Ten Doors Down by Robert Tickner, published by SCRIBE, Melbourne 2020
Reviewed by ALEX MITCHELL
Robert Tickner, who served in the Hawke and Keating Governments as Minister for Aboriginal and Torres Strait Islander Affairs, was too nice to be a politician.
He was too humble, way too honest and he cared about serving the people of Australia, all of them, especially those who lived in poverty and needed someone to advocate on their behalf.
His natural constituency were the people who had never asked for anything and probably didn’t know how to anyway. They were people in the last decades of the 20th century who believed that the “mob in Canberra” knew best and they should be allowed to get on with it.
But the “mob in Canberra” didn’t know shit from clay. They were wedded to a system called capitalism and they had decided to stop trying to reform it. Instead, they joined it. Our “mob” in Canberra became “mobsters”. They didn’t represent anyone except the capitalist class and themselves.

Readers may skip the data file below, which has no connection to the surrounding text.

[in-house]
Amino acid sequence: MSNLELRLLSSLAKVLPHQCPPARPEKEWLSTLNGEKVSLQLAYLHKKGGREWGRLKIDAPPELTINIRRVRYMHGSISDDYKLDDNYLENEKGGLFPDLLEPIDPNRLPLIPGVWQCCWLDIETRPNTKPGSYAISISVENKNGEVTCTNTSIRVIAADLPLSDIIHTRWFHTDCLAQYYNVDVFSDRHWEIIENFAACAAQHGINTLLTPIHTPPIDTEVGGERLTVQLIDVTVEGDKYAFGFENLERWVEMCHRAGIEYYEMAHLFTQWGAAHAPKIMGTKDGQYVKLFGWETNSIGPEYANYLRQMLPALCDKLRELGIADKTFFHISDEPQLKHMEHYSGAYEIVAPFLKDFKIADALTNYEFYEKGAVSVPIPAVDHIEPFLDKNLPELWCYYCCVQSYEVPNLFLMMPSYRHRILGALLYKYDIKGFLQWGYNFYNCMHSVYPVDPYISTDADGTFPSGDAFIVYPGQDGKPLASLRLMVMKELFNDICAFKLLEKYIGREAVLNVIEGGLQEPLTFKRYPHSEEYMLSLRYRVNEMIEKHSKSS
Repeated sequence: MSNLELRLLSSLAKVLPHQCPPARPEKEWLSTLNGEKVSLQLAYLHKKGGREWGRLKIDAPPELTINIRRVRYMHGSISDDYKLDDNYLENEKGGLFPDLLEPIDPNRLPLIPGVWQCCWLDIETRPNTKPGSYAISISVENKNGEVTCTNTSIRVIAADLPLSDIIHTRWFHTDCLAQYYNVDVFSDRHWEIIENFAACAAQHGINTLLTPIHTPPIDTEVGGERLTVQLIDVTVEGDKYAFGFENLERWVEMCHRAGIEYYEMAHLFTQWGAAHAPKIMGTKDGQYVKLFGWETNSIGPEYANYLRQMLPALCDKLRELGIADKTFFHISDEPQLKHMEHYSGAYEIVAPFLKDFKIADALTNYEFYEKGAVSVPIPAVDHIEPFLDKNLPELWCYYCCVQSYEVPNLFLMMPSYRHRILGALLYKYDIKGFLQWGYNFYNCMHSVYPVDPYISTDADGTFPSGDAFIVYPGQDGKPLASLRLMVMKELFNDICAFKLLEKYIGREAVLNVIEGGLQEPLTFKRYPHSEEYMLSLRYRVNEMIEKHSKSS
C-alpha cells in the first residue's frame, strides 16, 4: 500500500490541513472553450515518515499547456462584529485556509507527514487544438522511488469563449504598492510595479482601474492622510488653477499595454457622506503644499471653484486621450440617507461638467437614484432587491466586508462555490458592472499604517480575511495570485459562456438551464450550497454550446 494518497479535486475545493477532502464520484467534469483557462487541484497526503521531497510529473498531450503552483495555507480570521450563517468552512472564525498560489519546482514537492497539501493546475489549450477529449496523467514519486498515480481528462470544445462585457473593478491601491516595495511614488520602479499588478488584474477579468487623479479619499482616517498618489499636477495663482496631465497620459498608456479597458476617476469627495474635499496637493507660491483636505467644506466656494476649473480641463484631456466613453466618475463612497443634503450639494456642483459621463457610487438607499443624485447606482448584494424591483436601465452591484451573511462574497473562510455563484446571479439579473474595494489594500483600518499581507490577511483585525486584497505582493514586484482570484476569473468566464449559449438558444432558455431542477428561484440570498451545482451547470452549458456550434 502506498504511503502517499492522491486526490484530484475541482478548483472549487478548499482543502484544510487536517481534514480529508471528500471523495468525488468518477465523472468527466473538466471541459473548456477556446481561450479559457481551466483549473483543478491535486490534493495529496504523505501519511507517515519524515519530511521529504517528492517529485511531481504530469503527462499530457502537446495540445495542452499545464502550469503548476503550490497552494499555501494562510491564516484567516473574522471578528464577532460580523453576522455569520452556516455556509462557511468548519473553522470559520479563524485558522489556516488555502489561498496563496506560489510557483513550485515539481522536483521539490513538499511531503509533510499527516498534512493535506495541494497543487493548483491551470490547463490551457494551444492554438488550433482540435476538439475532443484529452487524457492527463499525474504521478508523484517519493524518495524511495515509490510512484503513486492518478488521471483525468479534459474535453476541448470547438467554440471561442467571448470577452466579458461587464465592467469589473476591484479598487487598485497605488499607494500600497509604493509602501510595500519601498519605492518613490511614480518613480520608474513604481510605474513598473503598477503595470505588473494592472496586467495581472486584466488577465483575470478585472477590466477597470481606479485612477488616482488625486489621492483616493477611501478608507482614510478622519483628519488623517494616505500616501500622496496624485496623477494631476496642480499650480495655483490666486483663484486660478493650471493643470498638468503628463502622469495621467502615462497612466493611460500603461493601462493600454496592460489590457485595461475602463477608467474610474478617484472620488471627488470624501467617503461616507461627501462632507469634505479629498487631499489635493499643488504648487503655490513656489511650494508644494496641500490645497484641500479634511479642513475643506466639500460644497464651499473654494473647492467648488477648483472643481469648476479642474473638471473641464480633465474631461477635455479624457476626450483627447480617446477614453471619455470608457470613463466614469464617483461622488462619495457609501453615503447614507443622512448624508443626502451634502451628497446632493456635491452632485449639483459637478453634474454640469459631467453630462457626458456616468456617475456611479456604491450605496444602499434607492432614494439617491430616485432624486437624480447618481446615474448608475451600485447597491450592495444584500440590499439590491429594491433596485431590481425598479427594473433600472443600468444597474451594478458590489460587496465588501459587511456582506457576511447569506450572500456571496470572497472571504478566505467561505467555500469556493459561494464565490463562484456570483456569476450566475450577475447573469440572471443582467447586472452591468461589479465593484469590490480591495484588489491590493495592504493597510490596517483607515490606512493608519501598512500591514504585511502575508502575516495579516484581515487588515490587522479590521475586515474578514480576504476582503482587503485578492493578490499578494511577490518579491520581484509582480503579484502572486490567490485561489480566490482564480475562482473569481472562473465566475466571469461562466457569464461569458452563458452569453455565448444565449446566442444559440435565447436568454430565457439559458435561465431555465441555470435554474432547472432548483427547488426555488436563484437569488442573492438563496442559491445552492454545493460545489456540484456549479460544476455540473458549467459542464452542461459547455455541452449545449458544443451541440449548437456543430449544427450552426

Robert Tickner, an orphan from the bush, was one of the very few who did not buy the new ideology and its fashionable adherence to privatisation of public assets like the Commonwealth Bank and Qantas. He rejected the worship of out-sourcing, the wage-cutting implicit in the so-called “social contract” between the Labor Government and the ACTU, the grotesque increase in war spending, the mining of uranium, the trashing of the environment and goose-stepping along pathways set by Washington. He had a lifelong abhorrence of racism and homophobia and constantly argued against both.